Cherished chalices

Jun 1, 2023
From left: Father Edgar Serrano, Father Zachary Parker and Father Ángel García with their chalices. (LANA KACZMAREK)

ORLANDO | As is tradition, deacons to be ordained to the Order of Priest celebrate vespers, the evening prior to ordination with their families, friends and guests. At this holy time of prayer, Bishop John Noonan blessed each of the then deacons’ chalices. Earlier that day, they shared the origin of their chalices with the Diocese of Orlando.

Father Edgar Serrano comes from St. Mary Parish in Rockledge. His chalice was made in Medellín, Colombia, gifted to him by his family. He proudly called it “a piece of art.” The chalice is made from a technique called “sera perdida” or lost wax, then is transformed into bronze. The focal scene is the Last Supper, ending in the crucifixion of Christ. At its base is Jesus’ encounter with the Samaritan woman and another of the Good Shepherd – “the identity of the priest.” His paten carries the symbol of the fish and the bread, symbolizing the “multiplicity of the Eucharist and our Catholic faith.”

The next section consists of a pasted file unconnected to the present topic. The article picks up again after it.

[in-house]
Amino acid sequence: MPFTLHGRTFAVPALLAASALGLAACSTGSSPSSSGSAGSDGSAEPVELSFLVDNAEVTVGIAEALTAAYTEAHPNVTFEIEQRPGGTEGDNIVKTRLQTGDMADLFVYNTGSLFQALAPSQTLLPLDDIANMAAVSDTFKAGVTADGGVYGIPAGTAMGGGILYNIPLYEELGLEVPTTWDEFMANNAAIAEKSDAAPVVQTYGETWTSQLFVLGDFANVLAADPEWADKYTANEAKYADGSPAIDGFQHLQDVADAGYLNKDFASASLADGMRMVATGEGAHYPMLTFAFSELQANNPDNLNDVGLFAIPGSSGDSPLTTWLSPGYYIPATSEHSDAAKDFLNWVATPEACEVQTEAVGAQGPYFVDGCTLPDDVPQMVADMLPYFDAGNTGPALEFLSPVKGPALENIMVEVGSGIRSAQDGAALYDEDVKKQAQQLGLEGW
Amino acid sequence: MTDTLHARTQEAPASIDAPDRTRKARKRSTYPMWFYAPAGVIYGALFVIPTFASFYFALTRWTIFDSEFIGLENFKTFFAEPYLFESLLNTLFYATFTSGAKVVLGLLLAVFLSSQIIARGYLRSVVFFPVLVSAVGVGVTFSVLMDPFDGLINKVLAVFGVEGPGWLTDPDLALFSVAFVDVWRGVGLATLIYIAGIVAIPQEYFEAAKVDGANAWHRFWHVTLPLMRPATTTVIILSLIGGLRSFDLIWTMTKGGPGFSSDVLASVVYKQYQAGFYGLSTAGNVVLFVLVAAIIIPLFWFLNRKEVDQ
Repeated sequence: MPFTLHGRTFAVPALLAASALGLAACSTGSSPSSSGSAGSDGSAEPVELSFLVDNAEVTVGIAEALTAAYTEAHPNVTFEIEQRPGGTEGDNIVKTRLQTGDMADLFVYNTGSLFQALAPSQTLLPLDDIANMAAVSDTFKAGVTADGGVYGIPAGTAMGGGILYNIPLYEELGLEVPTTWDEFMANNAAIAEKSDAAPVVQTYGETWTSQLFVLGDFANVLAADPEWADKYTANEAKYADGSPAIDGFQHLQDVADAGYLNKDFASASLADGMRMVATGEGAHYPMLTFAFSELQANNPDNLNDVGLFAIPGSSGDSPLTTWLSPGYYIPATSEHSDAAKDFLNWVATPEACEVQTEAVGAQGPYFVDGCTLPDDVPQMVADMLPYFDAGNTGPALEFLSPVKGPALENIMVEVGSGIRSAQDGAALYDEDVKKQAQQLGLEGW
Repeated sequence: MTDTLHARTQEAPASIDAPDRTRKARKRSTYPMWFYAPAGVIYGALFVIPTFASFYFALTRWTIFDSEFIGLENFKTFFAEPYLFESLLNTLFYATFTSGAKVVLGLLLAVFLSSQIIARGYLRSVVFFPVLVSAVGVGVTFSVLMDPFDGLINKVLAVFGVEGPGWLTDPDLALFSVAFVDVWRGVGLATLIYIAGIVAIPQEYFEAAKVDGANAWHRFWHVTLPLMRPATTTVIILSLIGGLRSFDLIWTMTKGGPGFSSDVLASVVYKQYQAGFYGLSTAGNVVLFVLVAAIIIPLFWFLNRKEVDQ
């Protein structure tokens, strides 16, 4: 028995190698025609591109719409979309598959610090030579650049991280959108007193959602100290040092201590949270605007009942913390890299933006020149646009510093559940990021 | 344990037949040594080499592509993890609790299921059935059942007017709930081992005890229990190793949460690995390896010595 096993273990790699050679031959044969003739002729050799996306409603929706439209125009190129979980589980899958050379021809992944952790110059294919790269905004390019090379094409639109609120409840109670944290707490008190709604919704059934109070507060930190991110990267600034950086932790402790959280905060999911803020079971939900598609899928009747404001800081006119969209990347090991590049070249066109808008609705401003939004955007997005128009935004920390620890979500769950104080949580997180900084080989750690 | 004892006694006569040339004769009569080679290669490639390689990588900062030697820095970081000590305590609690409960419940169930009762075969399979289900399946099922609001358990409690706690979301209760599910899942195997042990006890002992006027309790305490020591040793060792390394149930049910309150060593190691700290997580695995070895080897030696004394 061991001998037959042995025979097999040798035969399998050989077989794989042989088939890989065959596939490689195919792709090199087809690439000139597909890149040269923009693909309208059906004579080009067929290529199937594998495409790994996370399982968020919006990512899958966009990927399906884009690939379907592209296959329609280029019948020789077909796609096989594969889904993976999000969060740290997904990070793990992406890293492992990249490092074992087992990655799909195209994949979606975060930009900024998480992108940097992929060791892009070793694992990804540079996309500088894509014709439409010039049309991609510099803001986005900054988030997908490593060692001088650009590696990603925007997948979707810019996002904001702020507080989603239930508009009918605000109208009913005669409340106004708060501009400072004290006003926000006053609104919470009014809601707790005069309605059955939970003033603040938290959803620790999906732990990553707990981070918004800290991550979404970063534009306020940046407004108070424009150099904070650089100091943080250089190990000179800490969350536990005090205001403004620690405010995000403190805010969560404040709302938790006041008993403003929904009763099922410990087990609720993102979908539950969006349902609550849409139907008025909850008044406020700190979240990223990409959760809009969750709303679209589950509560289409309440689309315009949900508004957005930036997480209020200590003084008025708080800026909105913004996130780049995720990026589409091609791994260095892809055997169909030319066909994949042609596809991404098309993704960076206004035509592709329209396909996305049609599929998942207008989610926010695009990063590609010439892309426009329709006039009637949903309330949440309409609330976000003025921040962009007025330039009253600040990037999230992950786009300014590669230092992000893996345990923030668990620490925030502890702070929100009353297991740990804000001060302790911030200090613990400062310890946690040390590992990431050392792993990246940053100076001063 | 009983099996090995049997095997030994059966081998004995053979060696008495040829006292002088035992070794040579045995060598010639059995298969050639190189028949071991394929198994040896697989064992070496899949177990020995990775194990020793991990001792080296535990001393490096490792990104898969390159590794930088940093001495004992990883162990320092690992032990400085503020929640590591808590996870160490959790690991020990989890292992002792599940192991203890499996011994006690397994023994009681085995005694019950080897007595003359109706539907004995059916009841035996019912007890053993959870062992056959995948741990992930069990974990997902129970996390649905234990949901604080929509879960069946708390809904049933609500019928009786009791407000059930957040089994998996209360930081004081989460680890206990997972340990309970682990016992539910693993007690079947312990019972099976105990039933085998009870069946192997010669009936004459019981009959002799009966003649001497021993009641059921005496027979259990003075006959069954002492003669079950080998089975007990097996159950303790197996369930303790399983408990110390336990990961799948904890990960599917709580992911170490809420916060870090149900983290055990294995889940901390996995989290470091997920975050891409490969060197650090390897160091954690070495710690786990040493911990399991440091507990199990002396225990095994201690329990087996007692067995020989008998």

Father Zachary Parker, from Church of the Epiphany Parish in Port Orange, shared the personal history behind his chalice. Made by his late grandfather, Robert Gilpatrick, who passed in 2020 from COVID, the chalice was handmade of silver, sycamore and redheart wood. His grandfather gave Father Parker the chalice just before he died.

“It’s very sentimental for me and very beautiful because he was really inspired by the story of Zacchaeus in the (sycamore) tree.” The redheart wood symbolizes Jesus and His sacred heart meet us wherever we are.” The bottom of the chalice has a cross symbolizing it is through the cross from which the precious blood is offered for the world.

Father Ángel García’s chalice is a gift from families at his parish, Holy Redeemer in Kissimmee. He noted, “It is the fruit of the labor of the families at Holy Redeemer.” It is simple, with small ornate sections leading to various medallions depicting the Holy Family, the Blessed Mother, St. Joseph and the Lord Jesus Christ. The bottom bears an inscription noting the gift is from the Holy Redeemer Spanish community, his name and ordination date.

Click here to watch the men talk about their chalices.

By Glenda Meekins, June 1, 2023